George Wietor has made no shortage of beautiful things on his Risograph duplicators at Issue Press but this extra smart artist book by Anna Campbell is one of our absolute favorites. A terrifically ethical and poetic approach to working with historical materials.
– Half Letter Press
A collection of images abstracted from the photo collection of the Lesbian Herstory Archives in Brooklyn, NY. Compiled during a month in residence at the Archive, these images have been modified, isolating only hands, bare arms, and any objects they may hold. This selective editing prompts the viewer to fill in the gaps not only of the physical image itself but also in the narratives of everyday lesbian life they depict. The essay below is reprinted from Ever Your Friend:
Fingers curled around a cigarette, a hand on a shoulder, the tension in the space between bodies: the images in Ever Your Friend are fragments drawn from the files of the Lesbian Herstory Archives’ photo collection. Few of the women represented in the collection are well known; many are anonymous. What remains enigmatic about any of them exceeds what those photographs reveal. That their hands, bare arms, and the objects they hold have been isolated from the full context of the archival images parallels the ellipsis of our understanding.
Images in the Archives’ photo collection include ephemera from theatres and nightclubs, clippings from newspapers, portraits, publicity photos, photocopies, postcards, erotica, and the occasional tintype, but the photo collection overwhelmingly consists of vernacular photography documenting parties, protests and everyday lesbian life. These images have largely not been seen outside of the Archives, as a process for securing the permissions for publication was not in place at the time the photo collection was established. My tight focus on small areas of exposure in these photographs allows for the possibility of their reproduction, but also foregrounds the tone of a gesture, the intimate contact between women, and the significance of the lesbian hand as an instrument of sexual pleasure.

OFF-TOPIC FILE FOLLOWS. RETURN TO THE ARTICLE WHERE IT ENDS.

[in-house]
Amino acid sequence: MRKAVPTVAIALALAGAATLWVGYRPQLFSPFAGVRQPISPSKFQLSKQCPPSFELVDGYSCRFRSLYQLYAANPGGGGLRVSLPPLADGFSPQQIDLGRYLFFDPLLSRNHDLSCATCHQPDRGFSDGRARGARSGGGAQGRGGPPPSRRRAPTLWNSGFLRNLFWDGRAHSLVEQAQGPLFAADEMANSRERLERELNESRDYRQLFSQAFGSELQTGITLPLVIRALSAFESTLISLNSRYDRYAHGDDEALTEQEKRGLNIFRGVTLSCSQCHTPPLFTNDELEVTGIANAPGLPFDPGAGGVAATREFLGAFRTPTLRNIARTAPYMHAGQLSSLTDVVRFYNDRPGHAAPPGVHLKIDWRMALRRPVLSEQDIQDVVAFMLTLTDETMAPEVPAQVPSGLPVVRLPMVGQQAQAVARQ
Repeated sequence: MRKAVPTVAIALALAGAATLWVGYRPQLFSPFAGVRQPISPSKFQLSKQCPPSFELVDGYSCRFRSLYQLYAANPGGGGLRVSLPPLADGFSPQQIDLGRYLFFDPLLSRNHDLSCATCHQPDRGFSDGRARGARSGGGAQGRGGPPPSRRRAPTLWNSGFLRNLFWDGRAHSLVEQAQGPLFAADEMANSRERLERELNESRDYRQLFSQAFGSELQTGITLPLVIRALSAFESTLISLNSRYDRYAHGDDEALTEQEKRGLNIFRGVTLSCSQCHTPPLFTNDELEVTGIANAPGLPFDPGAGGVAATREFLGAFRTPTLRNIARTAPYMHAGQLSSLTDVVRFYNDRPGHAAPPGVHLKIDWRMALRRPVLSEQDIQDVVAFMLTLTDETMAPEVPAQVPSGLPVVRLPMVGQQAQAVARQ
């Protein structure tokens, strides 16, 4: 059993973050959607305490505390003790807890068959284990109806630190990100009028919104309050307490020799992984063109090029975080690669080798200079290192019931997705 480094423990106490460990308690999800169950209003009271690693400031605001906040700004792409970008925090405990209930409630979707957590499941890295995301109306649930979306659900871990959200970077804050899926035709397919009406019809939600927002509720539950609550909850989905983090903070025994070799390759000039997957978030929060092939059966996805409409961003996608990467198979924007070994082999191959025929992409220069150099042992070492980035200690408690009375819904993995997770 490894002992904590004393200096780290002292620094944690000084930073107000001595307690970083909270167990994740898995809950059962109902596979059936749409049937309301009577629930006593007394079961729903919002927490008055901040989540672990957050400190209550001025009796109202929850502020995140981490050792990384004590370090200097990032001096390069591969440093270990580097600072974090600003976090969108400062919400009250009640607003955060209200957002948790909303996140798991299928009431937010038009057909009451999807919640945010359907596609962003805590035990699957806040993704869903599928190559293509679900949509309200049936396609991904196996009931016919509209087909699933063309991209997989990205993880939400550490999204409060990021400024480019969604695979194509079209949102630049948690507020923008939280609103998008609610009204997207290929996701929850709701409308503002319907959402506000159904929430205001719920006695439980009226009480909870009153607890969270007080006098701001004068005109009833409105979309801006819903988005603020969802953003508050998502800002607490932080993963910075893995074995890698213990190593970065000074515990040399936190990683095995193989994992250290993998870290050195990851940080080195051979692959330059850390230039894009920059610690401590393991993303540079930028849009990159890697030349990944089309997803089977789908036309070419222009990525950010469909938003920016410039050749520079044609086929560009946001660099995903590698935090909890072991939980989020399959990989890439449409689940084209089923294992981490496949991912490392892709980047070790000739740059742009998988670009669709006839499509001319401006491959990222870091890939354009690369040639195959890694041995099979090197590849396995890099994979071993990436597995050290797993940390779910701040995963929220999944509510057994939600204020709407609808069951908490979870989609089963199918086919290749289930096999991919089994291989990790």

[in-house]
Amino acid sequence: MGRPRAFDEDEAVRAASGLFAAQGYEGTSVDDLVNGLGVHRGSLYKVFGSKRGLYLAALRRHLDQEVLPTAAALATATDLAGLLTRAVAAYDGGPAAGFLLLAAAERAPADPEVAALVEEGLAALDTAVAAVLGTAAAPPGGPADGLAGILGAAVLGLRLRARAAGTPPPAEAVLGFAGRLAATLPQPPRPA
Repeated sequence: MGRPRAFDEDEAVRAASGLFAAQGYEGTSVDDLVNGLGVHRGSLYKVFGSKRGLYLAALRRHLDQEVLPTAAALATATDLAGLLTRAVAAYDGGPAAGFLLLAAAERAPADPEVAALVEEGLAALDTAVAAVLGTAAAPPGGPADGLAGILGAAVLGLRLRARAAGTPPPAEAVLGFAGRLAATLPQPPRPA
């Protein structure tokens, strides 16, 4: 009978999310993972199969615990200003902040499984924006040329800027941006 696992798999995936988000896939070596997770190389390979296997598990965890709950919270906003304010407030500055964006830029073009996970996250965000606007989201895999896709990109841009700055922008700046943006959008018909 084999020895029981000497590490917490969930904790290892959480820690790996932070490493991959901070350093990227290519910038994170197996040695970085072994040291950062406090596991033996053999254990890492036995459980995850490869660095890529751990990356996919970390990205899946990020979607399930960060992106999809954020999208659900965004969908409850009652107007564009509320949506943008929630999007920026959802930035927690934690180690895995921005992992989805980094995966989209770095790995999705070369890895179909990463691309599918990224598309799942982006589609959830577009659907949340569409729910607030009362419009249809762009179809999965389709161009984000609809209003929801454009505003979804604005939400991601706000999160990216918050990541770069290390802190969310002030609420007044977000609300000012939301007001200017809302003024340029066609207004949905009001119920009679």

The intimacy of paging through this book is meant to extend the experience of researching in the photographic collection; its diasporic distribution functions as an inversion of the aggregation of material by the Archives. As a bound collection, the book’s spreads create a series of formal associations and visual puns that cross geographic, generational, racial and class distinctions.
The title of this volume is borrowed from the back of a portrait photograph that was inscribed “Ever Your Friend, Ida.” The subtlety of that line and all that it might imply aligns with the desiring charge of this project: to re-image profound embodiments, affiliations, and passions through the sparest of gestures.